The Obama administration will ask the U.S. Supreme Court to reverse a three-judge panel’s ruling that the president violated the Constitution by making appointments to the federal labor board without Senate approval.
The National Labor Relations Board, in a three-sentence statement today, said it won’t seek review by the full U.S. Court of Appeals in Washington of a Jan. 25 ruling that President Barack Obama’s 2012 board appointments were unconstitutional. The board said it intends to file a petition with the high court by April 25.
“There are scads of other cases now working their way through the courts of appeals and this is a way of putting the matter to rest,” John Elwood, a former Justice Department official now at Vinson & Elkins LLP in Washington, said in an e- mail message. “This is what the government did in the Obamacare case as well. Rather than seek rehearing in the 11th Circuit, it went straight to the Supreme Court.”
The picks, made after Republicans refused to consider Obama’s nominees, were “constitutionally invalid” because the Senate wasn’t in recess at the time, the unanimous panel held. Two of the judges went further, saying valid appointments could only be made for vacancies that occurred while the Senate was adjourned.
In the near-term, the ruling may be used to challenge about 600 decisions and orders by the NLRB since January 2012, according to Lafe Solomom, acting general counsel for the board. Hundreds of additional decisions made by earlier recess appointees could also be attacked, he said.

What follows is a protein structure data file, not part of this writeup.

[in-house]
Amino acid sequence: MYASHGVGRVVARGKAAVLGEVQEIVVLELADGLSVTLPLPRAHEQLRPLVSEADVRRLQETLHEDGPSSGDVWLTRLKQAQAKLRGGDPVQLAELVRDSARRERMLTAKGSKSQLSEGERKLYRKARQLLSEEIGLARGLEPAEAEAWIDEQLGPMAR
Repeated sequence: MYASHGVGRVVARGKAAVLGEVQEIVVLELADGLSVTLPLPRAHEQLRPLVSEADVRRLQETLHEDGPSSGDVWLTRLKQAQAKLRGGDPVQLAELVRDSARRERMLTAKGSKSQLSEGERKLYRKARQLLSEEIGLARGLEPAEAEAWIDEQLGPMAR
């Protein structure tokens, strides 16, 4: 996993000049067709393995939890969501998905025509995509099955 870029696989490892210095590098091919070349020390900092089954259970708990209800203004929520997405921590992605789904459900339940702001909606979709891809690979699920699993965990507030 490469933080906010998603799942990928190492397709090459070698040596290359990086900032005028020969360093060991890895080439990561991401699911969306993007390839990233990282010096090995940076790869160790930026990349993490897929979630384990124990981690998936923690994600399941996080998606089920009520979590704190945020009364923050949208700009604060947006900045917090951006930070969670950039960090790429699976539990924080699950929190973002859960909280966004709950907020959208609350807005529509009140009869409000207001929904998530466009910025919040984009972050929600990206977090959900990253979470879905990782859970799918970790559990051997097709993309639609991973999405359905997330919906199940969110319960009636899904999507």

The White House has said the ruling applies only to the company in the case, and won’t affect regulations issued by the Consumer Financial Protection Bureau, whose director, Richard Cordray, was named at the same time as the board members. Republicans, meanwhile, have demanded the NLRB appointees quit immediately.
In recent years, Democratic President Bill Clinton made 139 recess appointments, while Republican President George W. Bush made 171 and Obama, a Democrat, has made 32, according to the Congressional Research Service.
The appeals court ruling came in a case brought by Noel Canning Corp., a soda bottling company, over an NLRB decision in a collective-bargaining agreement. The company argued that a recess only occurs in the period between one session of Congress and the next, not when members are simply absent and the Senate hasn’t adjourned.
Miguel Estrada, a lawyer representing Senate Minority Leader Mitch McConnell and 41 other Republican senators opposing the appointments, said the administration should have made today’s decision in February and sought an expedited review so the court might have ruled this summer.
“The administration obviously thinks it benefits from playing for time while invalidly appointed board members continue to exercise governmental power, or else the administration is afraid of the answer it will get from the Supreme Court,” Estrada, a partner at Gibson, Dunn & Crutcher LLP in Washington, said in an e-mail.
The case is Noel Canning v. National Labor Relations Board, 12-1115, 12-1153, U.S. Court of Appeals for the District of Columbia (Washington).
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